About

    Sarah is a crunchy, Eco-chic wife, homeschooling mama to four lively children, and real food blogger at Real Food Outlaws. She is also an herbalist and owns 90210 Organics, an Eco-boutique and Apothecary. She's a Certified Health Coach, Natural Living Consultant and Essential Oil Connoisseur. You can often find her barefoot in the garden (or kitchen), or rummaging through a refrigerator (not necessarily her own).

    http://www.realfoodoutlaws.com

    30 Responses to How to Make a Pain Relieving Salve

    1. Dana Adams
      June 10, 2013 at 10:10 pm

      We add lemon balm to our homemade comfrey ointment. We also buy arnica gel for pain. It’s amazing on bumps n bruises!

      • June 10, 2013 at 11:25 pm

        Ooh, lemon balm! Such an amazing and versatile herb! Arnica saved my daughter from a concussion two weeks ago when an eagle statue fell off a bureau and on to her head. Awesome stuff!!

        • Dana Adams
          June 10, 2013 at 11:34 pm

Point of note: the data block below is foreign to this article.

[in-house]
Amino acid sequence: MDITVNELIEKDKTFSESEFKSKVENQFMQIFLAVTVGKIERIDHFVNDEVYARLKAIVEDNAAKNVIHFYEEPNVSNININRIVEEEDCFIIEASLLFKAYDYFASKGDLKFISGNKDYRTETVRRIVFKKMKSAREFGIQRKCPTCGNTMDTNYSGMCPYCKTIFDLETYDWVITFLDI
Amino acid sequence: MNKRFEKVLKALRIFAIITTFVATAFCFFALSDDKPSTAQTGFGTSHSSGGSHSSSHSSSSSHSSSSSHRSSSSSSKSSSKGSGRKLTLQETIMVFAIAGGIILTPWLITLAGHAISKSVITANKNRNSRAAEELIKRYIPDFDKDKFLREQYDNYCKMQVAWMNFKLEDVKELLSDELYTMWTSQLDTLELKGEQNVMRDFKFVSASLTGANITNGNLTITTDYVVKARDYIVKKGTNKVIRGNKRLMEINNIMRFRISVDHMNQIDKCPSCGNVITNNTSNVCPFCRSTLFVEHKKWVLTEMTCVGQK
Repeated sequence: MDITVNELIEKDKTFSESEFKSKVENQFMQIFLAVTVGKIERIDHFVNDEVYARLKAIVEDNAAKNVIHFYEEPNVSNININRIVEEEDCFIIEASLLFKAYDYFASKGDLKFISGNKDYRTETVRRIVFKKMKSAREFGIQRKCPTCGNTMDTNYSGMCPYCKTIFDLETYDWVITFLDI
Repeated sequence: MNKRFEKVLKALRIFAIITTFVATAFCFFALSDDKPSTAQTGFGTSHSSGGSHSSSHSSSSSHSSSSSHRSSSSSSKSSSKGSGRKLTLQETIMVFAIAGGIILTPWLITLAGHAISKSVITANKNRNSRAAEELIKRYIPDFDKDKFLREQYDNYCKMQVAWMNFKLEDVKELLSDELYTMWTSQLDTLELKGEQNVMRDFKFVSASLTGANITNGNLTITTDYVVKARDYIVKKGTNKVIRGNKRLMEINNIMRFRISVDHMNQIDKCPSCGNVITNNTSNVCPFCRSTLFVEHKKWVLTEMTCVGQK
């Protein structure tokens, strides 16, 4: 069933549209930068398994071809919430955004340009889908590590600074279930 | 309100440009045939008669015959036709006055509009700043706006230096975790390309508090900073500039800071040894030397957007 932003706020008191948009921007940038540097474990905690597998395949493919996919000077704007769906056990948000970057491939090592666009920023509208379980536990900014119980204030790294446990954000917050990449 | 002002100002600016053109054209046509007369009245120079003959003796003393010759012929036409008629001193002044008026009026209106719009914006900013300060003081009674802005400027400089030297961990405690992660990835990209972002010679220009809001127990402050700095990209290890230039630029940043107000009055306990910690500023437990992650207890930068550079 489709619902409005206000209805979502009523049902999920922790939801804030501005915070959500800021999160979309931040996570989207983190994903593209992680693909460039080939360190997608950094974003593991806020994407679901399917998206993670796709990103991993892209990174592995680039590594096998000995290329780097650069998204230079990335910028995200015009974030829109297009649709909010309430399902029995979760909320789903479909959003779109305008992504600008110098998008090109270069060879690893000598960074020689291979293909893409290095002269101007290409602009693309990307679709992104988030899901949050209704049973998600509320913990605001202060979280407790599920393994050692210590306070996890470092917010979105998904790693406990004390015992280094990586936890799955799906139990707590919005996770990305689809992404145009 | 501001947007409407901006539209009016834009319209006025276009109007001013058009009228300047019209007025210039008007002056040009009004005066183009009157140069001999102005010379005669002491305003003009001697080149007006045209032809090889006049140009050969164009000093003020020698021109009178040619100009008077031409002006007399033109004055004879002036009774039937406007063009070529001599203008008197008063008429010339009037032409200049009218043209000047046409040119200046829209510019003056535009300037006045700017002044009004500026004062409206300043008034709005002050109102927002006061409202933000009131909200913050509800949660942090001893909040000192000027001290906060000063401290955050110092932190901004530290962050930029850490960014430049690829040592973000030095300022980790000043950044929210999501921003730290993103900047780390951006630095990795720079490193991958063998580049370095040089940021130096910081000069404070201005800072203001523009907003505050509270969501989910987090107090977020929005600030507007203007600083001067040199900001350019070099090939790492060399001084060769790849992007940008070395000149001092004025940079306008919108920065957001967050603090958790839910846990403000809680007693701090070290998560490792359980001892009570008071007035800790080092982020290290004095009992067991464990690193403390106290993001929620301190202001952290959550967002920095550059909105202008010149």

Yes Arnica is amazing! When a child gets a bump or bruise and we put it on immediately they heal right up! Wonderful!

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    3. Heather
      September 11, 2013 at 3:28 pm

      Can I use coconut oil in place of olive?

      • September 11, 2013 at 9:07 pm

        Hi Heather, Yes you can. You may have to play with the amount a bit based on time of year because of how temp affects coconut oil.

    4. October 14, 2013 at 5:27 pm

      I have arthritis in my knee and elbow and I use an all natural pain relief ointment called Nature’s Gold. When I applied this to my knee one evening the pain was gone away by morning and that was 6 months ago. I still apply the cream to my knee but not as much as I use to. This pain reliefs main ingredient comes from a herb called comfrey which has been used by the Indians for over 2000 years and is still used today.
      Check it out at: http://howtogetridofpain.com

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    6. Sil Johnson
      November 7, 2013 at 10:43 am

      About how many pots of salve does this recipe make? Also, do other hot peppers have the same properties as cayenne? I believe its the capsaicin in them that gives the “heat”. I grow some hot peppers (Hot Portugals) that have a REAL kick and wonder if they could be processed and used in place of cayenne? Thank you!

      • November 7, 2013 at 10:56 am